Enigmagram: Third Edition | Review

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Enigmagram Review | Send an Enigmagram to a loved one in three simple steps. First, create your secret message. We’ll then send out an envelope containing the puzzles and an anonymous letter explaining what they need to do. The answers to the puzzles make up a passcode, which they’ll use to unlock your message from an online location.

Completion Time: Around 45 minutes
Date Played: Over a couple of weeks
Party Size: 2
Difficulty: Medium difficulty
AKA… Not too hard, but definitely some puzzles that require a little more than surface level thought!

 

Your mission has been set by whoever has sent you the Enigmagram. You must solve the puzzles and use the answers from each of them to gain access to your personal hidden message.

Are you up for the challenge?

 

The Enigmagram 3rd Edition. Photo (c) Enigmagram

Note, if you’re looking for our early review of the first edition, please head here.

 

About Enigmagram

The concept of Enigmagram is incredibly simple, but incredibly smart. The perfect gift for a friend or loved one who enjoys puzzles – with that added layer of personalisation. These two ideas combined make for a far more thoughtful present/celebration than just a simple card bought from a card shop.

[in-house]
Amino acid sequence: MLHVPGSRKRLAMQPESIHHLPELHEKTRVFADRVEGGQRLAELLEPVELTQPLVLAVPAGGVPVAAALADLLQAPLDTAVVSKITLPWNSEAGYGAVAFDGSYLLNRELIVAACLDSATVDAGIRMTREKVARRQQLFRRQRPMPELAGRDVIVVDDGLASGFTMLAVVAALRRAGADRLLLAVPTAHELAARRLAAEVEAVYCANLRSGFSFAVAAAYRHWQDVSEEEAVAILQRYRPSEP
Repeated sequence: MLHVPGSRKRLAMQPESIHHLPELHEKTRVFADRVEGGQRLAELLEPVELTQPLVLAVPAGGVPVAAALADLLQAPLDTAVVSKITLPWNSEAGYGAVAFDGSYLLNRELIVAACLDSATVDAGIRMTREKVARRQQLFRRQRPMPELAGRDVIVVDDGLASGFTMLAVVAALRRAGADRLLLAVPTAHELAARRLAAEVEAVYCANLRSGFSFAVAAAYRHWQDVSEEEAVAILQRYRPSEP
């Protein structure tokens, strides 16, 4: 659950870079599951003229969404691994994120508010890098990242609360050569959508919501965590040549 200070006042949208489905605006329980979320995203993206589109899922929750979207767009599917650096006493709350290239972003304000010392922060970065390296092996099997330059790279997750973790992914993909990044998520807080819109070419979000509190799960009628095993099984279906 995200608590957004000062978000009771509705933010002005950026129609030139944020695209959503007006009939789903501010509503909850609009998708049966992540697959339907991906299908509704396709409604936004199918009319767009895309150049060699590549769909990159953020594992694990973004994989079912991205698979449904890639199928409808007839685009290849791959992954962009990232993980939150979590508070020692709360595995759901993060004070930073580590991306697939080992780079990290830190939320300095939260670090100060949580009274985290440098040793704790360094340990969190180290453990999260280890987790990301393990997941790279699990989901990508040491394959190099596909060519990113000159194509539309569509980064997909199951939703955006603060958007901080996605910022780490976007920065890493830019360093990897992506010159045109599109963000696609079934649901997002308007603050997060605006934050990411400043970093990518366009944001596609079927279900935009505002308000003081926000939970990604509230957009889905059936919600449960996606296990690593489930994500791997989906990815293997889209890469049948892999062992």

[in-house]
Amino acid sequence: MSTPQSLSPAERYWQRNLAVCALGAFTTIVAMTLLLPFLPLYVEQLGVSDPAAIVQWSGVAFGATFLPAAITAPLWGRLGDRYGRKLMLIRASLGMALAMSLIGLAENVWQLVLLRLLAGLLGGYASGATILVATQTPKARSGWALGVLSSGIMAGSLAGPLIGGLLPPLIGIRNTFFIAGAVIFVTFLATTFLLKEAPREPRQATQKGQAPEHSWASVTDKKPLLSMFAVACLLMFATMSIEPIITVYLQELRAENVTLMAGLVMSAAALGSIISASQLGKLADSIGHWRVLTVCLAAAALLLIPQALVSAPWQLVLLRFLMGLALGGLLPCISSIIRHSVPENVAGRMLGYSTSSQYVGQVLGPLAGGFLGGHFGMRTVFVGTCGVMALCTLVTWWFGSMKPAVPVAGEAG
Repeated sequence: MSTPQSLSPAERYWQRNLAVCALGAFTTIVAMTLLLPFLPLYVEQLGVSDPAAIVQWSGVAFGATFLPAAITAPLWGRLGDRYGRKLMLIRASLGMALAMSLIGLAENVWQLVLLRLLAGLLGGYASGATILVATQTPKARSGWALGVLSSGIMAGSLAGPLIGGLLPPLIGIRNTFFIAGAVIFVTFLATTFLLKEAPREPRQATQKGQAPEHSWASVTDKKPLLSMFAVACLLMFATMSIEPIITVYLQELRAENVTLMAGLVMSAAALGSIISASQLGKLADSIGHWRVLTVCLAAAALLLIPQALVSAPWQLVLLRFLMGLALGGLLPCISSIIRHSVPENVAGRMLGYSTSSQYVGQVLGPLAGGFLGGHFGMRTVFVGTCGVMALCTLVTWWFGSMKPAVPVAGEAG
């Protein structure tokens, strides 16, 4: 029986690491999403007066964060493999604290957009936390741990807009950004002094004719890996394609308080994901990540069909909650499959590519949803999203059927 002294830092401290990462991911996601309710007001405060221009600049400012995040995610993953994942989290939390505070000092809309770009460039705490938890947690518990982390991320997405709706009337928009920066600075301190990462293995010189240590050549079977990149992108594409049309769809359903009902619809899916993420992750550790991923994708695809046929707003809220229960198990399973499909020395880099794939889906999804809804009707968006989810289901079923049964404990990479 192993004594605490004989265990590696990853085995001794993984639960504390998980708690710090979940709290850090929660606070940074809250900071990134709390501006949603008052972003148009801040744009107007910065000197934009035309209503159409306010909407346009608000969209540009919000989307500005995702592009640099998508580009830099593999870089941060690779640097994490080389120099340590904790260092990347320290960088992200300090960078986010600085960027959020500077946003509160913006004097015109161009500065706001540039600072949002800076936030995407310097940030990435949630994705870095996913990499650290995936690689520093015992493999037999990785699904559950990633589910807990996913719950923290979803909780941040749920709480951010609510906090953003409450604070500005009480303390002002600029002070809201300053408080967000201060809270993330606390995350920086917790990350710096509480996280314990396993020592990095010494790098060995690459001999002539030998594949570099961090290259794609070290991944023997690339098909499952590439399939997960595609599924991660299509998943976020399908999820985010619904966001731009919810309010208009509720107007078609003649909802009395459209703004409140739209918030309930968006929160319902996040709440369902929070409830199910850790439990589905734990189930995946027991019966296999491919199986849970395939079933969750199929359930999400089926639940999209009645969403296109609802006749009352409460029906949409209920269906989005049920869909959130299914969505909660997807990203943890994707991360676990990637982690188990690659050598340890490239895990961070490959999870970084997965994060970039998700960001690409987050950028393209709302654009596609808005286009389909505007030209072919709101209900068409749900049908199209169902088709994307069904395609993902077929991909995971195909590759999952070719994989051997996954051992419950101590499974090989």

I had been following the company for some time now but was still surprised to see that this was the third edition of the game, but after playing it, it really feels like they have perfected this short-form style of puzzle adventure.

 

The Challenges

What impressed me most about the challenges contained inside the Enigmagram was the variety. There were puzzles that required logic, puzzles that required observation, puzzles that required mathematics – something for every different part of the brain.

The thing I loved about the entire experience is that they are of course limited by the size of what you can fit into an envelope, but instead of this being a hindrance, the Enigmagram team have found innovative ways of making the puzzles transcend the paper limitation and feel much more substantial.

I think one way that they achieve this is finding clever ways of making the puzzles feel more physical. The first puzzle in the game has a lovely rip and tear element – which I think sets the expectation and tone for the rest of the experience.

Each of the following nine puzzles then brings something else to the table, which is another of the things I enjoyed about Enigmagram – no two puzzles felt the same. This is obviously quite important in a shorter experience, but very easy to overlook when designing.